Off Label Indications – how they are costing your patients?

Off label use is defined as prescribing a medication for a reason that is not officially indicated by Health Canada.  It is common and legal.  Common examples may be the use of amitriptyline for migraine prophylaxis, or the use of gabapentin for neuropathic pain. While they may not have the approved indications by Health Canada, their uses nowadays are almost synonymous with routine clinical practice. But as we move into a national pharmacare, it is important to be more cognizant of which medications (especially expensive ones) are used for off label indications as they may have reimbursement implications.

To manage or contain drug costs, many drug insurance companies may impose various strategies. Common examples include the use of generic medication or dispensing a larger quantity of supply at a time. Almost universally, these strategies help to save on drug costs but do not involve restricting prescribing practices. Prescribers are still liberal in their ability to decide on what options to select for treating specific conditions. However, when insurance companies start imposing any clinical criteria for specific drugs, that is when the freedom to prescribe is affected.

In Ontario where the provincial drug plan is administered via Ontario Drug Benefits program, there are limited use criteria for various medications; special authorizations may be allowed via the Exceptional Access Programme.  They may be aimed to ensure specific drugs are only prescribed in specific conditions. For example,  the use of oral vancomycin is prescribed only when cheaper alternatives (e.g. metronidazole) have been tried, failed or not tolerated.  These cost-containing mechanisms are effective in some ways but may discriminate against specific individuals where a relatively new treatment is being used for a rare condition – so rare that there may be emerging clinical evidence but insufficient to provide a blanket statement for routine recommendation.  For these individuals, they may not have access to these emerging treatments due to lack of routine reimbursement coverage.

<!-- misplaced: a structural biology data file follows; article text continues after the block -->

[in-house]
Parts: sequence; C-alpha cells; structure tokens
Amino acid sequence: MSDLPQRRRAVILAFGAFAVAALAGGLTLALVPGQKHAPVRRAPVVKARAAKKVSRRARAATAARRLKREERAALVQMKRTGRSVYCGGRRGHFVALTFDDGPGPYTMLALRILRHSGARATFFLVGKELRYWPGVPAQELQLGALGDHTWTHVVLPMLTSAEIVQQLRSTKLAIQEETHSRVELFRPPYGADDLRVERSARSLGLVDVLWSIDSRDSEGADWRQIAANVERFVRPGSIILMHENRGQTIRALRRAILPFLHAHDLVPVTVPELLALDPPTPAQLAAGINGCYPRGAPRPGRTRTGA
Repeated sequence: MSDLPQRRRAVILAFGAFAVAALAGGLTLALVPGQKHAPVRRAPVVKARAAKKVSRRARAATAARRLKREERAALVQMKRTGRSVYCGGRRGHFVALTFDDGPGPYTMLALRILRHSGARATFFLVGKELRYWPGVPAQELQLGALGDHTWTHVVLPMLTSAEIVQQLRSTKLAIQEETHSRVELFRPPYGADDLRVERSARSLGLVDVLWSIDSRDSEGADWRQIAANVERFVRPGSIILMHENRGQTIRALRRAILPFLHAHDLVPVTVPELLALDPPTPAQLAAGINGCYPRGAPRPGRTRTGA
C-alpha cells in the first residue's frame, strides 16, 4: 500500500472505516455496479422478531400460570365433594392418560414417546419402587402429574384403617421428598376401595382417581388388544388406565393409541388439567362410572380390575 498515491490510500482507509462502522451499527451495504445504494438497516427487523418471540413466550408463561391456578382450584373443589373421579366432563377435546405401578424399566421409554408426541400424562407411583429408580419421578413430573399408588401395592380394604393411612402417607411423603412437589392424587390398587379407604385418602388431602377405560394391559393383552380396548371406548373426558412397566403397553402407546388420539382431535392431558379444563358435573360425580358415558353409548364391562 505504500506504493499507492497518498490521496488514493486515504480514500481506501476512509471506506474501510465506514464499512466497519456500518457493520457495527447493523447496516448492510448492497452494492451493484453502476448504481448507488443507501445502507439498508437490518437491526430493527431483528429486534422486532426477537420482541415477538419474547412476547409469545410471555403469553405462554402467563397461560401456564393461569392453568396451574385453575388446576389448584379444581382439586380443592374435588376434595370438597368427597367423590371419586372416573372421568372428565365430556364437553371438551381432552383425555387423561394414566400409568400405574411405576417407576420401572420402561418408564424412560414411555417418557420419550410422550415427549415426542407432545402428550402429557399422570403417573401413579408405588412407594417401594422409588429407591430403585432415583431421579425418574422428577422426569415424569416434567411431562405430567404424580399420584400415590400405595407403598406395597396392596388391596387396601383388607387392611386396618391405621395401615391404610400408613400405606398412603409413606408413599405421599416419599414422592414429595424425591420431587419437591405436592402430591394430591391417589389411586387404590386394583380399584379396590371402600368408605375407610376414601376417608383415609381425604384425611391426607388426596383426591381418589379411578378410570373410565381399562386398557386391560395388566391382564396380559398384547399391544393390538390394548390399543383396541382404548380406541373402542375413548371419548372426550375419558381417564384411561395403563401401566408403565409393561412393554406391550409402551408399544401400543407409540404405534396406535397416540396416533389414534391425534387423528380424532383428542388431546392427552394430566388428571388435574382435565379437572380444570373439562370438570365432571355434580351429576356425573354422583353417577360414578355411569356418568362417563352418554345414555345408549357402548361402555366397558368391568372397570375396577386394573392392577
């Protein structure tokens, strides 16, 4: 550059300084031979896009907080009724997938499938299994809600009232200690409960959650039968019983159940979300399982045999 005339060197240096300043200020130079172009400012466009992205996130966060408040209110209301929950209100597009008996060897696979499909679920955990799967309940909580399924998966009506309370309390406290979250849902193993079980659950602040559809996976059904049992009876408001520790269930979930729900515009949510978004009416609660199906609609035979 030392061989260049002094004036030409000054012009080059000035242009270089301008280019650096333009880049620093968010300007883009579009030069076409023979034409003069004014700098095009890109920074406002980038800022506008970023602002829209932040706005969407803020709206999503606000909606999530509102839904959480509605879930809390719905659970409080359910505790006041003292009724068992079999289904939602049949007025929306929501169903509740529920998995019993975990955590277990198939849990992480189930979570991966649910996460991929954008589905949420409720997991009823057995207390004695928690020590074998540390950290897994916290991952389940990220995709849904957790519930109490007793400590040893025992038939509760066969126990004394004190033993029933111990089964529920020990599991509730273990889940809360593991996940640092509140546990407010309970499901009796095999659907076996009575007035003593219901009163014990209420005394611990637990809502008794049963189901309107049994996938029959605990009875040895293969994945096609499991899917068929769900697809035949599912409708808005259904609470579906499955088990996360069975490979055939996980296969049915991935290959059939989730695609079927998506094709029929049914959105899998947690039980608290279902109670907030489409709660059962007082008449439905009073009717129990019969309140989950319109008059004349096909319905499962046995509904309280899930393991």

Currently many private insurance drug companies may impose some special authorizations for expensive medications. But their clinical criteria are often not as strict as provincial criteria.  As we move forward with National Pharmacare plan, we should not forget this subset population who may require expensive medications for off label use that are currently supported by private insurance coverage. Mechanism should be in place to balance to need to contain costs as well as access to innovative therapies that may not have sufficient time to establish clinical evidence or recommendations.

Do you have any experience with off label use of medication that may be affected by drug coverage challenges? I would love to hear about your experience.

Thank you for reading my post.





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My name is Cynthia Leung and I am a practicing pharmacist in Kingston Ontario, Canada. This blog is for me to share my ideas, opinions and perspectives on how medications are used in our health care system. Note that these posts are my own opinions and do not represent the opinions of my current or former employers and / or organizations that I may belong to. Any possible case scenarios described in my posts would be modified to maintain patient confidentiality. This blog is not a platform for professional advise for patients or health care providers and the content is not meant to support any clinical decisions or replace professional opinions. Also the images are either taken or created by the author, or adapted with permission. I hope you will enjoy reading my posts!

2 thoughts on “Off Label Indications – how they are costing your patients?”

  1. My rheumatologist recently suggested that I try low dose naloxone/natrexone to manage my FM symptoms, which are off-label, experimental use of these drugs. I haven’t yet checked with my insurance if they will cover it… but I am preparing for the battle.


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